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This article was published on October 29, 2021

Apple’s explanation for no Face ID on the MacBook Pro is nonsense

The company says Touch ID is better than Face ID on a laptop

Apple’s explanation for no Face ID on the MacBook Pro is nonsense
Napier Lopez
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Napier Lopez

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Napier Lopez is a writer based in New York City. He's interested in all things tech, science, and photography related, and likes to yo-yo in Napier Lopez is a writer based in New York City. He's interested in all things tech, science, and photography related, and likes to yo-yo in his free time. Follow him on Twitter.

I told myself I wouldn’t write anything else about the new 14 and 16-inch MacBook Pro‘s notch, but it’d help if Apple didn’t keep on giving me reasons to. Okay, this is the last time, for real.

When I first saw the notch, like many, I assumed it would have Face ID. The answer, as it turns out, was ‘no’ — the laptop uses boring old Touch ID instead. The unnecessarily large cutout is arguably at least in part a branding decision, especially with rumors circling around that the upcoming MacBook Air will have a notch too.

Nonetheless, I’d assumed a Face ID implementation was only a matter of time, given the sheer size of the notch, and the fact that Face ID is simply the more convenient technology. But if you ask Apple, at least, the reason they opted for Touch ID was altogether different.

Joanna Stern interviewed a couple of Apple execs for her MacBook Pro review and was basically told that Touch ID is more convenient on a laptop because… your hands are already on the keyboard.

Lol what? (Apple also suggested there’s no reason for a touchscreen MacBook, which is similarly silly).

As almost anyone who has used facial recognition on Windows — available on a myriad of Windows Hello equipped devices — will tell you, facial recognition is super convenient on a laptop. Heck, I’d argue it’s more useful on a laptop than on a phone.

Apparently touching your finger to this little sensor is more convenient than just sitting in front of your laptop and literally doing nothing.

I prefer a fingerprint sensor on my phone as it’s a one-step process; on an iPhone you still need to swipe up to access your device after unlocking it with FaceID, which never made much sense to me. Face ID also doesn’t work great when your phone is lying flat on a table.

These aren’t problems on a laptop, and on Windows Hello PC’s with facial recognition, the device is usually already unlocked by the time I even get myself settled in front of the laptop. Besides, the first thing I usually reach for when I’m at my PC isn’t the keyboard, but rather the mouse.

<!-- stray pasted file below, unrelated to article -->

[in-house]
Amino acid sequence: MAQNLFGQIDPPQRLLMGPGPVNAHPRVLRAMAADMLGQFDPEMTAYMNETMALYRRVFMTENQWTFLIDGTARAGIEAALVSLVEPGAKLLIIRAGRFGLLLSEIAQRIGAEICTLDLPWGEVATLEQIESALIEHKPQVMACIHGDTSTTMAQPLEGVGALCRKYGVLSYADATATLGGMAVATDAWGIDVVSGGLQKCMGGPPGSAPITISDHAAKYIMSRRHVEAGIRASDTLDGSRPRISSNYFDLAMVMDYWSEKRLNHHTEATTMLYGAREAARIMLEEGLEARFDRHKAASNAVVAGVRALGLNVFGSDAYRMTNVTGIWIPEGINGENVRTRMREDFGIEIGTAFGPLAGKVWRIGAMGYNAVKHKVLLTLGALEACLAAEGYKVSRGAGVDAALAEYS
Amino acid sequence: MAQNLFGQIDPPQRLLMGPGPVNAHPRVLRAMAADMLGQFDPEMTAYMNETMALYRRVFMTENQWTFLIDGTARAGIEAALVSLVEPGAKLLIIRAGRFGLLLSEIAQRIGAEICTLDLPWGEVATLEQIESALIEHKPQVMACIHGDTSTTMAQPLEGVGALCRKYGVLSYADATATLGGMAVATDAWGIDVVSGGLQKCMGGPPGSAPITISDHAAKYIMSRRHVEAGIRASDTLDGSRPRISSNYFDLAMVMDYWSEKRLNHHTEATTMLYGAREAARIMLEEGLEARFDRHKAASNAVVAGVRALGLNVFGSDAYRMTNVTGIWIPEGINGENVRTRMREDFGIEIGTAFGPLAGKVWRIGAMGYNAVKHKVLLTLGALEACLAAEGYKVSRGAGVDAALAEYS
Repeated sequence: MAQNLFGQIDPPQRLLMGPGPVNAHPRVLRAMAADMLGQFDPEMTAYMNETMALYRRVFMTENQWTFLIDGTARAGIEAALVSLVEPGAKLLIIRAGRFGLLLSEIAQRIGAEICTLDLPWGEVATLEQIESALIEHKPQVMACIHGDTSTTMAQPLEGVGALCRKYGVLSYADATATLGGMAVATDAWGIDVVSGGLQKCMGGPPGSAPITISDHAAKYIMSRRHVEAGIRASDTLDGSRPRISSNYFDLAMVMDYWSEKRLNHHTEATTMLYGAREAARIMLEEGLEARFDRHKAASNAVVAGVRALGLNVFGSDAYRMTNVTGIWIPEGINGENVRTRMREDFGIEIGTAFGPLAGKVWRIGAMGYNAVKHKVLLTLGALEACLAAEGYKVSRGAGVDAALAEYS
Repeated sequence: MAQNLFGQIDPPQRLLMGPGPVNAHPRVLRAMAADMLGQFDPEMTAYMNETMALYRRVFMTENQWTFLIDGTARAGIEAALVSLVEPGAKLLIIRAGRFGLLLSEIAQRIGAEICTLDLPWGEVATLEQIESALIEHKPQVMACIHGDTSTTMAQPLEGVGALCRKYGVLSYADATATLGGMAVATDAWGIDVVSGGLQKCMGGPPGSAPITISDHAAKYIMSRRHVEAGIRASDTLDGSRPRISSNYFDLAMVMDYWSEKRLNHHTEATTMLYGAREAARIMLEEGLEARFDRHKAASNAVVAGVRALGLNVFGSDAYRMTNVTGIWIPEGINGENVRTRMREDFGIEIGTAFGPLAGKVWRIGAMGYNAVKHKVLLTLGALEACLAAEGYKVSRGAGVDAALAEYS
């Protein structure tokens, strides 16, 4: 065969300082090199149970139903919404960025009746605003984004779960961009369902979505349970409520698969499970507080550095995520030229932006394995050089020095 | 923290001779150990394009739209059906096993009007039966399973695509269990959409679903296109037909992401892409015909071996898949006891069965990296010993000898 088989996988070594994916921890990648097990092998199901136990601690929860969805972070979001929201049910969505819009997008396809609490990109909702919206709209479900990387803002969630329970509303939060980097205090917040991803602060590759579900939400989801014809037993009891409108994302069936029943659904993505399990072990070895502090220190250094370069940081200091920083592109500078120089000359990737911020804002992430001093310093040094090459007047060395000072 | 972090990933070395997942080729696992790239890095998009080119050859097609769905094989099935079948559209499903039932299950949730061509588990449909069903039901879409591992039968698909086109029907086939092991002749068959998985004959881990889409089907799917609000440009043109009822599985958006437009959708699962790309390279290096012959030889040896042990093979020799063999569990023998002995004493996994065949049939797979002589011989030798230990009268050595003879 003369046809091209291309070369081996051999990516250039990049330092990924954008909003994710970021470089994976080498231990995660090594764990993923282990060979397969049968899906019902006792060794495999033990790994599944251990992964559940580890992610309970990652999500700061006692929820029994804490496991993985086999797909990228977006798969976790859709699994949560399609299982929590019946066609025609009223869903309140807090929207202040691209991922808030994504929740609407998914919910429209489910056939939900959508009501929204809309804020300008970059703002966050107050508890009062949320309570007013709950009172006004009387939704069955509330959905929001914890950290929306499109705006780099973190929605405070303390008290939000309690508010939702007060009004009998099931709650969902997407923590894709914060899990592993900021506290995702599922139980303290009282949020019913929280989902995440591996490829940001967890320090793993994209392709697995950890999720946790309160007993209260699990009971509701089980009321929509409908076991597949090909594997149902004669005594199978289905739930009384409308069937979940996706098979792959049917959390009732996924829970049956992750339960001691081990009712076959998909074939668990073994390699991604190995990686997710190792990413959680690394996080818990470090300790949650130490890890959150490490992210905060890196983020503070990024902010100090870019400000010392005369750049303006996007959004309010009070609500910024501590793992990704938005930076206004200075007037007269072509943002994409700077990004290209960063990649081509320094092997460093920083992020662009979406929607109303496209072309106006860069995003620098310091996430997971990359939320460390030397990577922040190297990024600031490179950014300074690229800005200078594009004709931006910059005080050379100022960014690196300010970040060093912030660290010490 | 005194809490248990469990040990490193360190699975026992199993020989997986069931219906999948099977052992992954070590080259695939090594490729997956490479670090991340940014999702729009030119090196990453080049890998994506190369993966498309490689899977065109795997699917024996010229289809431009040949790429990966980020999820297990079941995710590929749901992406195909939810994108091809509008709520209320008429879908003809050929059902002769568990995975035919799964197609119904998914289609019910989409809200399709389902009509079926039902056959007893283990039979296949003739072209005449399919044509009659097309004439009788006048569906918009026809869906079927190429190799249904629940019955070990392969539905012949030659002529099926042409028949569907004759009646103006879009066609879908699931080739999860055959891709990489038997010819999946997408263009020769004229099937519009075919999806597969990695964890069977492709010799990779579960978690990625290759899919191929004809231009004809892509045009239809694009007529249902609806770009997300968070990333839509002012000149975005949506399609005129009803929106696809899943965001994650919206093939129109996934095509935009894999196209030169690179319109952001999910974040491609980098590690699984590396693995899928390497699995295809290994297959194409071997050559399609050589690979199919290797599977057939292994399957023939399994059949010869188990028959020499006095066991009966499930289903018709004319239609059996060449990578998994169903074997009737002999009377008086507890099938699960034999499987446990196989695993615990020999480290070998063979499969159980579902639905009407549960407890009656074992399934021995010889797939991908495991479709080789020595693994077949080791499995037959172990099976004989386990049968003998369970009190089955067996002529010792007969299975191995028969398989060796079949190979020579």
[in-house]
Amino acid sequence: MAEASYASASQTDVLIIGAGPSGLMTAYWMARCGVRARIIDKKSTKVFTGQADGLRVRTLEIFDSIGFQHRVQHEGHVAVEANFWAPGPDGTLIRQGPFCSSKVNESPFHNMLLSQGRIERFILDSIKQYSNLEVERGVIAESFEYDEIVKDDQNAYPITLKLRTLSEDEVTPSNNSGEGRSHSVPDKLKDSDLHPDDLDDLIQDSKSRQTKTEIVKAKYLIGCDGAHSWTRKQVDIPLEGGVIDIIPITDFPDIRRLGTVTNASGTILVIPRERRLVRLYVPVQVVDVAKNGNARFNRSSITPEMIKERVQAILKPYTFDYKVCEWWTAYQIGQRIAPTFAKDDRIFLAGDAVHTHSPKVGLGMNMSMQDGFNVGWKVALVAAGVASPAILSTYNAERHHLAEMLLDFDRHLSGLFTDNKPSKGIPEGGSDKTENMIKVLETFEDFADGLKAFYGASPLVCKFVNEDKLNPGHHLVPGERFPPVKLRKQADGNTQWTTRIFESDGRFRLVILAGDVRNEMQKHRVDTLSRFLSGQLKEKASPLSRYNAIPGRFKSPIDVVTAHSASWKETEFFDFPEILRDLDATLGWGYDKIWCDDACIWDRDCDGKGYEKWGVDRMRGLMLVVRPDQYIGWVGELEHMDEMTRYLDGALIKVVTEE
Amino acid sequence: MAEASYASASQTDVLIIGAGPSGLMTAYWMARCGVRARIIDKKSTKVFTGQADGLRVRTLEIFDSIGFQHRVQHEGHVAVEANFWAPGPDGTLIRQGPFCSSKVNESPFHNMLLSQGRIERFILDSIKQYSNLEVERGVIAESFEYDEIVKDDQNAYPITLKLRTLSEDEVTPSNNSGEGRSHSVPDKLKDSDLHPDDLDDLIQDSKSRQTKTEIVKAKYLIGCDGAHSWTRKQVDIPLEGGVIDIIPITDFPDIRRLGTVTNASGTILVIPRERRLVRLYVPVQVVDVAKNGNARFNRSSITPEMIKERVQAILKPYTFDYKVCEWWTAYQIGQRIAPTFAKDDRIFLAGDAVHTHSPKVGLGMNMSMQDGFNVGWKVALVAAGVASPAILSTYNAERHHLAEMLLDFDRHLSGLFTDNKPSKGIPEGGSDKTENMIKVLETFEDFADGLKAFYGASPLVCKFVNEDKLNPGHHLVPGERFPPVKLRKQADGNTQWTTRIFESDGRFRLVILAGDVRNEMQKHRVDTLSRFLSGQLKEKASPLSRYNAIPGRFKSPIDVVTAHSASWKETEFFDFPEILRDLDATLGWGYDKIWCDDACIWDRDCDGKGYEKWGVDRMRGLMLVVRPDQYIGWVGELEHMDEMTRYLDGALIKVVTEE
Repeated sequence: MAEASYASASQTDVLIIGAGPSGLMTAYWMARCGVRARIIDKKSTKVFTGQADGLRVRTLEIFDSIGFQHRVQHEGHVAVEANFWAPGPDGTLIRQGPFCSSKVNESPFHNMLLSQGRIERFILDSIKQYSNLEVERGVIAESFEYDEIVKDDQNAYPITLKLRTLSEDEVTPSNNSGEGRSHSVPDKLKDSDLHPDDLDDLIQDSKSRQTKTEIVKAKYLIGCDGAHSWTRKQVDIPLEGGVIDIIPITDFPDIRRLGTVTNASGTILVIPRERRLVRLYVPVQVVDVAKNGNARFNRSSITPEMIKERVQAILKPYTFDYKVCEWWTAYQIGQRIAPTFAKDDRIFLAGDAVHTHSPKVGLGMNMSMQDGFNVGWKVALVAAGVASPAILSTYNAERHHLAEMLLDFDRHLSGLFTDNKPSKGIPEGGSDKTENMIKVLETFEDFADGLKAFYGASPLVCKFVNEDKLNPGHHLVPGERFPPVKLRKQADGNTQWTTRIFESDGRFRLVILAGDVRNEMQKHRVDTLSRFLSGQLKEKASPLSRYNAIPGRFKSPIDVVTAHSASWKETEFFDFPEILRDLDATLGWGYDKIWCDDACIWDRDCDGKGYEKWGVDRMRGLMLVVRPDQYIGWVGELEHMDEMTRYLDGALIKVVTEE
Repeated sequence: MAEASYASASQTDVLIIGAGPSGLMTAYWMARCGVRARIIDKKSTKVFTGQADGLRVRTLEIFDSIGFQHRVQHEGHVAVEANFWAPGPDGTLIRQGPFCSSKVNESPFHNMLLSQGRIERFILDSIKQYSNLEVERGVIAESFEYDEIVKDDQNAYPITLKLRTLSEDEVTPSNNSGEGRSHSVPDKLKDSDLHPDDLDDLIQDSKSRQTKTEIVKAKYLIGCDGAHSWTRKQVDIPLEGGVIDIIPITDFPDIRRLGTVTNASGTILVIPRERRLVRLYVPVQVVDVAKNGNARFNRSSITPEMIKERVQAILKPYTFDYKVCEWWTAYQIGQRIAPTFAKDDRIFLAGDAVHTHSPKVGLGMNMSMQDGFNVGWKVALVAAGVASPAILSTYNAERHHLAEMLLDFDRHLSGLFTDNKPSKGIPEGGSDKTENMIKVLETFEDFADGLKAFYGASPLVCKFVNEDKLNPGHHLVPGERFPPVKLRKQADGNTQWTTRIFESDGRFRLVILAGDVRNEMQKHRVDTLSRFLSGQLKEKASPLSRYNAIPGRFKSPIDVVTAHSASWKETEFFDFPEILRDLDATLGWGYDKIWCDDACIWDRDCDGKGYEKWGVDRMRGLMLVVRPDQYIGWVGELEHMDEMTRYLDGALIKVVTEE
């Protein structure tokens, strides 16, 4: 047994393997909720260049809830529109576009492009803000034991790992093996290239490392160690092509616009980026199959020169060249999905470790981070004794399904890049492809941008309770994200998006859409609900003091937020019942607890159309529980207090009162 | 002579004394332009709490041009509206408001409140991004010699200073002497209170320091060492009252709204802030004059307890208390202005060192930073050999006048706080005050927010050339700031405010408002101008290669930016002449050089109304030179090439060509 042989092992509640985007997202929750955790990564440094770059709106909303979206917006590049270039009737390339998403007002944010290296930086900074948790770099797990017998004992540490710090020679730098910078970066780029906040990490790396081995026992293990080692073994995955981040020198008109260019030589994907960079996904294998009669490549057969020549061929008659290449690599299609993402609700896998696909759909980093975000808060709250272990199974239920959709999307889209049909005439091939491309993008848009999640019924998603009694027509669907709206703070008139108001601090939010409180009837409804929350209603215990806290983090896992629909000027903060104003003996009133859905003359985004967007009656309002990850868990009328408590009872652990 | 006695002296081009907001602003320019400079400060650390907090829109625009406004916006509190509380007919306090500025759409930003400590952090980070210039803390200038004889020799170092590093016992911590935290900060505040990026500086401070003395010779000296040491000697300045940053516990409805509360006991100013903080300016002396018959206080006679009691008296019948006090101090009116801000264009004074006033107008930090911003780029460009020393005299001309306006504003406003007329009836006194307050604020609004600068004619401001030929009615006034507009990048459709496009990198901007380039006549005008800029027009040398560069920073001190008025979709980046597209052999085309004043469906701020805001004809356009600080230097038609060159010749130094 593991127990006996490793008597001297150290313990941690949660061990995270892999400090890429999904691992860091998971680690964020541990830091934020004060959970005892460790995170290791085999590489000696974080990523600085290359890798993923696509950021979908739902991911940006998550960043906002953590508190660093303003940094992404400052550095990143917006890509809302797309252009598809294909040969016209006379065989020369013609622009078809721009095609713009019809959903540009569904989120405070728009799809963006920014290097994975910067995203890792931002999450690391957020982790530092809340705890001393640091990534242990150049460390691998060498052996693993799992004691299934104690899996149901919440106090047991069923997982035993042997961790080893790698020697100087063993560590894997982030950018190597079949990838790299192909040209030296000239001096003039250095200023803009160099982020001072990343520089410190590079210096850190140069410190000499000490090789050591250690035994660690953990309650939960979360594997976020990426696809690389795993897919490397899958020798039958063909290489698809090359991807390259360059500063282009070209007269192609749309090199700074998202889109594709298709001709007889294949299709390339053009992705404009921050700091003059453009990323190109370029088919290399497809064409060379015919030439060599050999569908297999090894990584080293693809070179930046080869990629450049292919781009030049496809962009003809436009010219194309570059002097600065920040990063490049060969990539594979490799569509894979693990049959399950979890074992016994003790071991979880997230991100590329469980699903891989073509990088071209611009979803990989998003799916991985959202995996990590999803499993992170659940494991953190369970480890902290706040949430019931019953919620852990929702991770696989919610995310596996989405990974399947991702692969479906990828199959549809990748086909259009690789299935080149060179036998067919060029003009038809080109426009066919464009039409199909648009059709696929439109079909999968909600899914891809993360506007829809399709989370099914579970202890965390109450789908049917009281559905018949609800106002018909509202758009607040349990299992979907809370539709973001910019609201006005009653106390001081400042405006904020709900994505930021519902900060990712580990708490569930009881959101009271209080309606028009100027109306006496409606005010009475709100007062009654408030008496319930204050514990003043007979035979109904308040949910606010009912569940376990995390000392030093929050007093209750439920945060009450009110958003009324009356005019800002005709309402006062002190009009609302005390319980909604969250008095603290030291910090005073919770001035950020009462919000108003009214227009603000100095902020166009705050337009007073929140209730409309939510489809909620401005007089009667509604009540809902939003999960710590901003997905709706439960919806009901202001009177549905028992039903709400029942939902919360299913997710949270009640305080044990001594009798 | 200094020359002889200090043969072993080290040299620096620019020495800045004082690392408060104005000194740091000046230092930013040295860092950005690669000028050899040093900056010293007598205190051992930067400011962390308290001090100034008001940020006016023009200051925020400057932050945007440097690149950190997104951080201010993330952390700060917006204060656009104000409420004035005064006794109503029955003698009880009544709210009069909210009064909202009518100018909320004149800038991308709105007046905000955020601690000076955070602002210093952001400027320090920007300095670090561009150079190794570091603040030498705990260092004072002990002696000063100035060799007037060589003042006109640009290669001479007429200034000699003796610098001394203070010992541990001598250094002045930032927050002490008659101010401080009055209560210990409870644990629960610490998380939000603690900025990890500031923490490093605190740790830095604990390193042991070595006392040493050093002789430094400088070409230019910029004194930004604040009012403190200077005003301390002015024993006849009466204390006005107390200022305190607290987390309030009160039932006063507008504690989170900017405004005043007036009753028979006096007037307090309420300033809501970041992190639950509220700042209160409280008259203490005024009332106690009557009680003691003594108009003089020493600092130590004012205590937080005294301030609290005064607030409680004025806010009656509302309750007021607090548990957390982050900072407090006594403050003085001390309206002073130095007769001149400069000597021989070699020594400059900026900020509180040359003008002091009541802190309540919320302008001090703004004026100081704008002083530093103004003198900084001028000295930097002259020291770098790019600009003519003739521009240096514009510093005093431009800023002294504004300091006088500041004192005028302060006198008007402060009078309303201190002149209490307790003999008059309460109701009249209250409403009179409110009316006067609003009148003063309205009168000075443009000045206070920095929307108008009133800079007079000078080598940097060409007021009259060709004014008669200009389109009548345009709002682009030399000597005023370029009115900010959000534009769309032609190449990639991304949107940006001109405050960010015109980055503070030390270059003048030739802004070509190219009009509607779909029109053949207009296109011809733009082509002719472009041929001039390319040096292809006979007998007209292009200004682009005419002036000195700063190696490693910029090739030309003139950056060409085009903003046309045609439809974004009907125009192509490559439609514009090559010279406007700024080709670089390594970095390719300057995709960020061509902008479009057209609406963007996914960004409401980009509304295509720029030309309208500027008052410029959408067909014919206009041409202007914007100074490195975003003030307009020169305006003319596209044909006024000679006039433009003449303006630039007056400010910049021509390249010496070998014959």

Even ignoring all of that, by Apple’s own logic, Face ID should be at least as convenient as Touch ID since your face is already in front of the display. I know it’s near Halloween and all, but I don’t think there are any headless folks buying the new MacBook Pro.

I realize this is a first-world problem, but these are all nitpicky conveniences we’re talking about here; for many people any kind of biometric authentication is overkill and a password is just fine. So let me help Apple out with some more realistic explanations.

The most obvious one: Face ID, in its current form, is just too big. You might think a laptop is much larger than a phone, but the display lid itself is rather thin, and you don’t have much depth to work with. At the very least, Apple wouldn’t be able to fit it by using the same module in the iPhone 13 Pro; iFixit showed those components are simply too bulky, so Apple would have to create a significantly smaller Face ID module to fit in the MacBook Pro.

iFixit MacBook Pro teardown showing iPhone 13 Face ID module vs the MacBook Pro lid
Credit: iFixit
The Face ID module in the iPhone 13 is too thick to fit in the new MacBook Pro’s lid.

Then again, the 2021 iMac doesn’t have Face ID either, and that really doesn’t have a reason to avoid Face ID. So that leads me to the other obvious explanation: It’s a feature Apple can add in a year or two and market as a reason for upgrading.

Given all the money that likely went into redesigning the new MacBook Pro and its fancy new chips, it’s also possible Apple found Face ID would be too expensive to implement right now. It could very well be that the webcam isn’t up to Apple’s security standards too (the selfie cam in an iPhone is 12MP vs 2MP for a 1080P camera).

One thing’s for sure: any of these reasons make a whole lot more sense than the fact that your hands are “already at the keyboard.” I’d be willing to bet my favorite socks Face ID will make its way to the laptop eventually — but only when Apple can make more money off of it.

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